Introducing New Pets
Read these helpful tips for introducing a new pet to your existing pets.
According to the 2015-2016 APPA Survey, 42% of pet-owning households have more than one pet. Whether you’re looking to welcome a furry new addition to your one-pet family, or opening your home to your fifth or sixth pet – there are steps to take to help ensure you have as smooth a transition as possible.
Check out these helpful tips on introducing a new pet to your existing pet(s).
- Slow and steady – Before the first introduction, be aware that this process is a marathon not a sprint. It may be tempting to surprise your trusted cat to a new kitten friend right away, or bring a new dog home and ‘play it by ear’ – but experts will tell you there are many baby steps to take before the formal introduction. Be patient – it will pay off in the long run.
- Neutral ground – Some pets are instinctively territorial when they’re at home, so if you have the opportunity to introduce your pets on neutral ground – take it! An outdoor play session at the local dog park gives you the chance to have the dogs interact without the extra tension you may experience in the home.
- Separate rooms – Pets should be kept separate at first – ideally the new pet will have use of their own room for the first few days with food, water, toys and a litterbox (for feline friends).
- Sniffing - If you have a crate-trained dog, lock them up and give the new dog or cat the opportunity to explore their new home and sniff out their new furry companion. While still primarily kept in separate rooms, try swapping out a few items, like toys or blankets, so the pets can get familiar with their new playmate’s smell.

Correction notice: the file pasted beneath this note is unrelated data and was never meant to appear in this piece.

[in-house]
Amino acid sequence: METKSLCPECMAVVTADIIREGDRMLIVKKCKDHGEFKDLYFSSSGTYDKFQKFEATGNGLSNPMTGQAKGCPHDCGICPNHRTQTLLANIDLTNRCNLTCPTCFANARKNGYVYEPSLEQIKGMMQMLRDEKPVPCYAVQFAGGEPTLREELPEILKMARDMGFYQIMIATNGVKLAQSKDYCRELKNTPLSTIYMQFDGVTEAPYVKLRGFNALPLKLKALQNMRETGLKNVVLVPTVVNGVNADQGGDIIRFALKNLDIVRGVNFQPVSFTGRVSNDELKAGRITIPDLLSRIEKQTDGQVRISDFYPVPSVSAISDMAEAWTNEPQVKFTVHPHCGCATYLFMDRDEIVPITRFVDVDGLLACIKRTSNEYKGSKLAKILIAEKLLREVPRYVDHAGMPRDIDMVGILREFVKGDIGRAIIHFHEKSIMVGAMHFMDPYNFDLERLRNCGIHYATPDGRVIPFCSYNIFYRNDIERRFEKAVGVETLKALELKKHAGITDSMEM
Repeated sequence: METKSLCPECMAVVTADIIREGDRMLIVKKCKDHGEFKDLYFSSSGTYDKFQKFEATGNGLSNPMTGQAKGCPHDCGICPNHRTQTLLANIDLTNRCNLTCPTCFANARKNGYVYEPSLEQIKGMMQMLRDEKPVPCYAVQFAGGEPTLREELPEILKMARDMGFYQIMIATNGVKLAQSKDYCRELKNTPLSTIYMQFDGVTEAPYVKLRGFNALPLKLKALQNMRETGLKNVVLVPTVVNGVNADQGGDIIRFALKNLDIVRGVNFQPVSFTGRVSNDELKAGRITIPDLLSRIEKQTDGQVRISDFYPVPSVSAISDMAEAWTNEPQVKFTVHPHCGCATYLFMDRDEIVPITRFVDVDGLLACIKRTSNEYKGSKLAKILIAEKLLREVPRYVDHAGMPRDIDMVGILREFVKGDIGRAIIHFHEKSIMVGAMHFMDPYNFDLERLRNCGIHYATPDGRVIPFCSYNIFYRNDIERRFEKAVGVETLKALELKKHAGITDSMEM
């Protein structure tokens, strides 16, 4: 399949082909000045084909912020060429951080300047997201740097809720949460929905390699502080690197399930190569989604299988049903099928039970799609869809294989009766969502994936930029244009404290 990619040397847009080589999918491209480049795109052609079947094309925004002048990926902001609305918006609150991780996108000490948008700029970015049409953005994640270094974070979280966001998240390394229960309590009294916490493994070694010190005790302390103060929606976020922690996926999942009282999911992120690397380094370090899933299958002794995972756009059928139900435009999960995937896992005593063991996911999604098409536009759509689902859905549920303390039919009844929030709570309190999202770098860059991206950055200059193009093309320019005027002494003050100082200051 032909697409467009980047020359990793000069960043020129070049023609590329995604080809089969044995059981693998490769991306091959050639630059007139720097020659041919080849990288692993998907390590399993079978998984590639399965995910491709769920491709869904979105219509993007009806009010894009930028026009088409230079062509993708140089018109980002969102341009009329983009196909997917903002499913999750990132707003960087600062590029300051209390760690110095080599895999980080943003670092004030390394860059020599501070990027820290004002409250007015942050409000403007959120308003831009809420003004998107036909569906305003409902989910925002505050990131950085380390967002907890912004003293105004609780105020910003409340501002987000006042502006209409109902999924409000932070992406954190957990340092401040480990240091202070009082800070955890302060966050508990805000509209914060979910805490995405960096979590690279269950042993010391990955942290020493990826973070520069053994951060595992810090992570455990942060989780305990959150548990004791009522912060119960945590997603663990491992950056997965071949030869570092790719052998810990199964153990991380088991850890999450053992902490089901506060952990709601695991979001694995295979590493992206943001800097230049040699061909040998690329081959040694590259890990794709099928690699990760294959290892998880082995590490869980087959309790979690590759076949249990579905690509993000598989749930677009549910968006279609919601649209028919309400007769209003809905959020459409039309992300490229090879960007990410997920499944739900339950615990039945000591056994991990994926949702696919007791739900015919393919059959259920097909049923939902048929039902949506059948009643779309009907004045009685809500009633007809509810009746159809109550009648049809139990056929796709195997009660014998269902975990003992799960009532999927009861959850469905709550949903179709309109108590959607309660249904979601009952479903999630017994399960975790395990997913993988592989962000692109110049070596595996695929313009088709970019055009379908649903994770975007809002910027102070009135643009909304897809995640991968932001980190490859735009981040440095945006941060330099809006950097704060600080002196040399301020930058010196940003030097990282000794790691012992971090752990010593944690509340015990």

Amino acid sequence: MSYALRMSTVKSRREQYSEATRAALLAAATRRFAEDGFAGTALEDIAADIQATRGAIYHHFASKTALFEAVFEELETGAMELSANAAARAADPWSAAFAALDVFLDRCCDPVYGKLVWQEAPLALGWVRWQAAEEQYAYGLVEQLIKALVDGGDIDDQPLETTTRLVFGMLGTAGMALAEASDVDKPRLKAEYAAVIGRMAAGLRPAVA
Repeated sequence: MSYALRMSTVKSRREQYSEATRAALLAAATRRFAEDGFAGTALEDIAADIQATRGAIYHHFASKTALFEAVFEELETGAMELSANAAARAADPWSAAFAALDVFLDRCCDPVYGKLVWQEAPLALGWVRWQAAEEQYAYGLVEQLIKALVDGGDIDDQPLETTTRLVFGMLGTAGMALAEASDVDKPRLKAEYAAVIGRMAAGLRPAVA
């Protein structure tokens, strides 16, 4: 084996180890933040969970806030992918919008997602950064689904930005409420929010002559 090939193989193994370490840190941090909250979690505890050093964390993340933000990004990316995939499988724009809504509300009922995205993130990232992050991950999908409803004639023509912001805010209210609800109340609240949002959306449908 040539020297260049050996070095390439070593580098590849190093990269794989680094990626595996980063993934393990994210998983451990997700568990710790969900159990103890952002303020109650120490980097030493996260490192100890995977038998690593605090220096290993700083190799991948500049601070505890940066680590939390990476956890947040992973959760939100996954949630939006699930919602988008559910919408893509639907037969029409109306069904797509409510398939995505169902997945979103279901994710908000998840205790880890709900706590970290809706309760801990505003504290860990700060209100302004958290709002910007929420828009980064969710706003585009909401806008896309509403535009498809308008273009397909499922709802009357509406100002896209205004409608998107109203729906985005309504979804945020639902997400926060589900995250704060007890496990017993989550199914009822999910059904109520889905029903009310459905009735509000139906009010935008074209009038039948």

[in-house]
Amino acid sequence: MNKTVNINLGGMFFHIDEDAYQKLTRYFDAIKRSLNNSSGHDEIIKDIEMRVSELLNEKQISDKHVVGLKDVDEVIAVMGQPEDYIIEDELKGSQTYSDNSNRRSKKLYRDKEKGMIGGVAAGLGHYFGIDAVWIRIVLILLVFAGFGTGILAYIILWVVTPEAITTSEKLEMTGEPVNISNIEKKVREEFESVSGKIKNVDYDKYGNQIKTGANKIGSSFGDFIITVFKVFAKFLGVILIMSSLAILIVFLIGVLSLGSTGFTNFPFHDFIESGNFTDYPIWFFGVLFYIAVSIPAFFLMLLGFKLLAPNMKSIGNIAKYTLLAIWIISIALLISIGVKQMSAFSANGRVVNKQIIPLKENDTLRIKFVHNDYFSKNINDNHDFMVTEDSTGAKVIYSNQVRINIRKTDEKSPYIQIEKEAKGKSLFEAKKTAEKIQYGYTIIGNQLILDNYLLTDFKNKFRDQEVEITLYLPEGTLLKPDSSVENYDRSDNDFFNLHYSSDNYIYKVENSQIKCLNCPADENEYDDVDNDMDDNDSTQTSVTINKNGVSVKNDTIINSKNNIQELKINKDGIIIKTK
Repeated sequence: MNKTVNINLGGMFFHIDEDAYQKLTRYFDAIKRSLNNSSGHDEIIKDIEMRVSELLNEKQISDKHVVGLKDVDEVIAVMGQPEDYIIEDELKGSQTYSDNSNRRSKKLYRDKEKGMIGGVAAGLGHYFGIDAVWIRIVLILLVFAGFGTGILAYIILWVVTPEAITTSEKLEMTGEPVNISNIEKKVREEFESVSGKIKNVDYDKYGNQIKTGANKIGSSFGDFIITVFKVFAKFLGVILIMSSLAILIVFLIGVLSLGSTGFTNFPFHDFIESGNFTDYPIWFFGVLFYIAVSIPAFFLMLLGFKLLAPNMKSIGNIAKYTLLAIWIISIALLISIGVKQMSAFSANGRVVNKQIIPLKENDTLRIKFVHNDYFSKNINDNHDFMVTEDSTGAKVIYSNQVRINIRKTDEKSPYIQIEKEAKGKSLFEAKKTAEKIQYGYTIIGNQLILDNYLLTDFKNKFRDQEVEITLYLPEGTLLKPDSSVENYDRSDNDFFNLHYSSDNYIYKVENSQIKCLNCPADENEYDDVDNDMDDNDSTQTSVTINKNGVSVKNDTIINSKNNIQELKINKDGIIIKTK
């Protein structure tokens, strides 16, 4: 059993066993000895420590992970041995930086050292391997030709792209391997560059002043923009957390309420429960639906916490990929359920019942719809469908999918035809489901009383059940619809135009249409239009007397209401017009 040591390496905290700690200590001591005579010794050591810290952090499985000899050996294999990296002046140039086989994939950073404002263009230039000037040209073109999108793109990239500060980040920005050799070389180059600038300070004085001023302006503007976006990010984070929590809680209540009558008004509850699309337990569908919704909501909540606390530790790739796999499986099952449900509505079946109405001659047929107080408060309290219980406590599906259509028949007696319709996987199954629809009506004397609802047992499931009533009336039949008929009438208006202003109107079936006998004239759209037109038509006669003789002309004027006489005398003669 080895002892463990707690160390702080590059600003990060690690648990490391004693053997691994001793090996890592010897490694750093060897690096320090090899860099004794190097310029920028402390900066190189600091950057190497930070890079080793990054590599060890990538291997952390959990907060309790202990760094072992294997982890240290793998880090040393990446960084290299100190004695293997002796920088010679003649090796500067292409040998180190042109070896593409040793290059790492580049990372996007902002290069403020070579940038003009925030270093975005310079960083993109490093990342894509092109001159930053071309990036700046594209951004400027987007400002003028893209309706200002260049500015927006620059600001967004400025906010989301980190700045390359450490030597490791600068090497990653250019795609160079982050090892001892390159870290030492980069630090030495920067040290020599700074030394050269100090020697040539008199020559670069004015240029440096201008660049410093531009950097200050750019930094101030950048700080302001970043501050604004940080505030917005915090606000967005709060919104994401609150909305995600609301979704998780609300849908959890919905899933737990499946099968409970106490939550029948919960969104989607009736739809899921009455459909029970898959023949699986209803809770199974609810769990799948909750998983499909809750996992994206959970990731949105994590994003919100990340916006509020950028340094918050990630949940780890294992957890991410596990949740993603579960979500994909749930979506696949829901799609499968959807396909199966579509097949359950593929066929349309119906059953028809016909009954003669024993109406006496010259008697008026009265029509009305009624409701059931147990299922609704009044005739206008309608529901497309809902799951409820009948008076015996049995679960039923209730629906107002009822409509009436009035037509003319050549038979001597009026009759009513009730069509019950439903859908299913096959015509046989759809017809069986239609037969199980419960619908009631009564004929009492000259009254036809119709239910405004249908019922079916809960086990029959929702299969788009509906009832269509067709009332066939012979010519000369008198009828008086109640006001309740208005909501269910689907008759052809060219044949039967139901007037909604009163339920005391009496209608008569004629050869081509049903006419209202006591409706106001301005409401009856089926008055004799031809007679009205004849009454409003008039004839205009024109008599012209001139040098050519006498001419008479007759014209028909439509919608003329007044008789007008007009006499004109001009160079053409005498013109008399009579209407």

- Keep a routine – Your new pet has a lot to adapt to, but your current pet(s) will have hurdles to overcome as well. It’s important that you keep your routine consistent throughout the transition. If your trusty companion is used to having two walks a day at the same time – stick to it! Your new pet should be introduced to ‘life as usual’ as soon as you’re confident they’re ready.
- Step in when needed – When your pets do finally come face-to-face be prepared to step in if necessary. Making strange sounds and being nervous are relatively normal, but if the behavior of either animal appears to be bordering on aggressive take a step back and separate the animals. Try again in a few hours (or days). It gets easier!
Having a multi-pet household can be a fun and rewarding experience, for you and your pets. Be patient, be observant and enjoy every minute of life with your growing furry family!